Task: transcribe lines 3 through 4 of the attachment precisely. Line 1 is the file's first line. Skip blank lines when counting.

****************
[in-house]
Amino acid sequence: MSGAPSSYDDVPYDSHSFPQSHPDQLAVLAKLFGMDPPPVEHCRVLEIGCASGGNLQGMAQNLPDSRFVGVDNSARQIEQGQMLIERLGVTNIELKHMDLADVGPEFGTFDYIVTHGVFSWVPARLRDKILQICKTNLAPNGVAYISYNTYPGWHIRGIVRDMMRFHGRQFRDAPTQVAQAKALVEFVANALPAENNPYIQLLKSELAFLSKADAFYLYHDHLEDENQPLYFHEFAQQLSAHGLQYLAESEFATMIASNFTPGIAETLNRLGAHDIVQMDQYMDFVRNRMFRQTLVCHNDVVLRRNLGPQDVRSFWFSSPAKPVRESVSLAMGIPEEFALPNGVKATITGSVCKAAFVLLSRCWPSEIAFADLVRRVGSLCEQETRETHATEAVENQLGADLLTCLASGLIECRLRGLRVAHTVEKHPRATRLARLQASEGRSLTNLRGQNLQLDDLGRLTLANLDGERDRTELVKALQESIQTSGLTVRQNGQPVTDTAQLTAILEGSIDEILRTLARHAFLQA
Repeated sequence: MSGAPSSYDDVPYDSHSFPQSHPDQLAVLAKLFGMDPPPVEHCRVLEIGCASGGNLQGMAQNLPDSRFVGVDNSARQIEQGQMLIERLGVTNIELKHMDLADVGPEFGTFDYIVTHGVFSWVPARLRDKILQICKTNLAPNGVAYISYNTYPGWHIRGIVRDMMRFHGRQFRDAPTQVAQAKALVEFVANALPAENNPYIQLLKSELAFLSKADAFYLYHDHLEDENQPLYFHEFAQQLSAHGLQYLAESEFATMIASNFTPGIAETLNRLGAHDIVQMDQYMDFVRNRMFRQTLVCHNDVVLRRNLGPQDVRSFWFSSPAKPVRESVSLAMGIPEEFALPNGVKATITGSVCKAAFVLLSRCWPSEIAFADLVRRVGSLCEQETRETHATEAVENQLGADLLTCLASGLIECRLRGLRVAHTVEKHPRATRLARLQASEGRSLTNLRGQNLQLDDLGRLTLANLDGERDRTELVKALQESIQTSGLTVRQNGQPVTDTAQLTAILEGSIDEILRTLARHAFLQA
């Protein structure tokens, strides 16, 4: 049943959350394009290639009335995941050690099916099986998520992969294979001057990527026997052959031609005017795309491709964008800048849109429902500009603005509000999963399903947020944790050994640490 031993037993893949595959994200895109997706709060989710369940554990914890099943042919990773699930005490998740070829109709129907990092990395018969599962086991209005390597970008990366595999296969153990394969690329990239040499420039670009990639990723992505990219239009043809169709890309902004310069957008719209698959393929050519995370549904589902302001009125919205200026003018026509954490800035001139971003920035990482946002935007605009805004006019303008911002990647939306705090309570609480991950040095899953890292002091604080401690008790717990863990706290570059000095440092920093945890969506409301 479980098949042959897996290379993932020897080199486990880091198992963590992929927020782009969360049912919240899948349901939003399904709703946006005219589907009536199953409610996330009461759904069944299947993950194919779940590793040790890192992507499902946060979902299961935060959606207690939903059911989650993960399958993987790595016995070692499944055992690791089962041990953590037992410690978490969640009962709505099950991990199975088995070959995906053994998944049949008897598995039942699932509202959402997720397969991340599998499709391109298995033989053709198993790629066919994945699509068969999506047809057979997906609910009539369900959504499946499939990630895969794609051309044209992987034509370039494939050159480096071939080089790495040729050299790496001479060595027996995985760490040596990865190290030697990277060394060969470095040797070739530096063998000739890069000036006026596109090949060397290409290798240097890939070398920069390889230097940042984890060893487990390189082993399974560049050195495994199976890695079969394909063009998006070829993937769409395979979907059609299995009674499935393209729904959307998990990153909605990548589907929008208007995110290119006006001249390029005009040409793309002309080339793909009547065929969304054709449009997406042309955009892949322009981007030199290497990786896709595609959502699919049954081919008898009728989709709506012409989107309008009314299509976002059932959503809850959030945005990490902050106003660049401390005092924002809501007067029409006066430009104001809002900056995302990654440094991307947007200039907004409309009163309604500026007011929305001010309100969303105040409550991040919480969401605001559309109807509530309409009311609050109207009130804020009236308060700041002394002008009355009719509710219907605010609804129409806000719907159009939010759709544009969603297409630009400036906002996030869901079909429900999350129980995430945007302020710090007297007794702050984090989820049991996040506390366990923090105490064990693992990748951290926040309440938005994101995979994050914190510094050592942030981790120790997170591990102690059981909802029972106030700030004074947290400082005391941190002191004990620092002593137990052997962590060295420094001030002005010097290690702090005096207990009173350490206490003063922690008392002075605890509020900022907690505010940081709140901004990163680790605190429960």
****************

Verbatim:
Repeated sequence: MSGAPSSYDDVPYDSHSFPQSHPDQLAVLAKLFGMDPPPVEHCRVLEIGCASGGNLQGMAQNLPDSRFVGVDNSARQIEQGQMLIERLGVTNIELKHMDLADVGPEFGTFDYIVTHGVFSWVPARLRDKILQICKTNLAPNGVAYISYNTYPGWHIRGIVRDMMRFHGRQFRDAPTQVAQAKALVEFVANALPAENNPYIQLLKSELAFLSKADAFYLYHDHLEDENQPLYFHEFAQQLSAHGLQYLAESEFATMIASNFTPGIAETLNRLGAHDIVQMDQYMDFVRNRMFRQTLVCHNDVVLRRNLGPQDVRSFWFSSPAKPVRESVSLAMGIPEEFALPNGVKATITGSVCKAAFVLLSRCWPSEIAFADLVRRVGSLCEQETRETHATEAVENQLGADLLTCLASGLIECRLRGLRVAHTVEKHPRATRLARLQASEGRSLTNLRGQNLQLDDLGRLTLANLDGERDRTELVKALQESIQTSGLTVRQNGQPVTDTAQLTAILEGSIDEILRTLARHAFLQA
């Protein structure tokens, strides 16, 4: 049943959350394009290639009335995941050690099916099986998520992969294979001057990527026997052959031609005017795309491709964008800048849109429902500009603005509000999963399903947020944790050994640490 031993037993893949595959994200895109997706709060989710369940554990914890099943042919990773699930005490998740070829109709129907990092990395018969599962086991209005390597970008990366595999296969153990394969690329990239040499420039670009990639990723992505990219239009043809169709890309902004310069957008719209698959393929050519995370549904589902302001009125919205200026003018026509954490800035001139971003920035990482946002935007605009805004006019303008911002990647939306705090309570609480991950040095899953890292002091604080401690008790717990863990706290570059000095440092920093945890969506409301 479980098949042959897996290379993932020897080199486990880091198992963590992929927020782009969360049912919240899948349901939003399904709703946006005219589907009536199953409610996330009461759904069944299947993950194919779940590793040790890192992507499902946060979902299961935060959606207690939903059911989650993960399958993987790595016995070692499944055992690791089962041990953590037992410690978490969640009962709505099950991990199975088995070959995906053994998944049949008897598995039942699932509202959402997720397969991340599998499709391109298995033989053709198993790629066919994945699509068969999506047809057979997906609910009539369900959504499946499939990630895969794609051309044209992987034509370039494939050159480096071939080089790495040729050299790496001479060595027996995985760490040596990865190290030697990277060394060969470095040797070739530096063998000739890069000036006026596109090949060397290409290798240097890939070398920069390889230097940042984890060893487990390189082993399974560049050195495994199976890695079969394909063009998006070829993937769409395979979907059609299995009674499935393209729904959307998990990153909605990548589907929008208007995110290119006006001249390029005009040409793309002309080339793909009547065929969304054709449009997406042309955009892949322009981007030199290497990786896709595609959502699919049954081919008898009728989709709506012409989107309008009314299509976002059932959503809850959030945005990490902050106003660049401390005092924002809501007067029409006066430009104001809002900056995302990654440094991307947007200039907004409309009163309604500026007011929305001010309100969303105040409550991040919480969401605001559309109807509530309409009311609050109207009130804020009236308060700041002394002008009355009719509710219907605010609804129409806000719907159009939010759709544009969603297409630009400036906002996030869901079909429900999350129980995430945007302020710090007297007794702050984090989820049991996040506390366990923090105490064990693992990748951290926040309440938005994101995979994050914190510094050592942030981790120790997170591990102690059981909802029972106030700030004074947290400082005391941190002191004990620092002593137990052997962590060295420094001030002005010097290690702090005096207990009173350490206490003063922690008392002075605890509020900022907690505010940081709140901004990163680790605190429960």